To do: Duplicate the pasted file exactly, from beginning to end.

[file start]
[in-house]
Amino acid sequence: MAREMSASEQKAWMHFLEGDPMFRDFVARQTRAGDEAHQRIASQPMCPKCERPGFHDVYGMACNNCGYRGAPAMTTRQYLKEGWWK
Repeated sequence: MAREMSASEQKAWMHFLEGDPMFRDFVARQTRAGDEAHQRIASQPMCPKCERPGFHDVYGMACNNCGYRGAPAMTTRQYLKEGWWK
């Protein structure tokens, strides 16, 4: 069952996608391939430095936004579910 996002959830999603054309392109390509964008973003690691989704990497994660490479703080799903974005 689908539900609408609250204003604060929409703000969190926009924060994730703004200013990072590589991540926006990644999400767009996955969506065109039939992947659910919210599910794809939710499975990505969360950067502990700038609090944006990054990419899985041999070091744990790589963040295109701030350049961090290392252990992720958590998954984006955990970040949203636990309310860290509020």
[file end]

[in-house]
Amino acid sequence: MAREMSASEQKAWMHFLEGDPMFRDFVARQTRAGDEAHQRIASQPMCPKCERPGFHDVYGMACNNCGYRGAPAMTTRQYLKEGWWK
Repeated sequence: MAREMSASEQKAWMHFLEGDPMFRDFVARQTRAGDEAHQRIASQPMCPKCERPGFHDVYGMACNNCGYRGAPAMTTRQYLKEGWWK
């Protein structure tokens, strides 16, 4: 069952996608391939430095936004579910 996002959830999603054309392109390509964008973003690691989704990497994660490479703080799903974005 689908539900609408609250204003604060929409703000969190926009924060994730703004200013990072590589991540926006990644999400767009996955969506065109039939992947659910919210599910794809939710499975990505969360950067502990700038609090944006990054990419899985041999070091744990790589963040295109701030350049961090290392252990992720958590998954984006955990970040949203636990309310860290509020």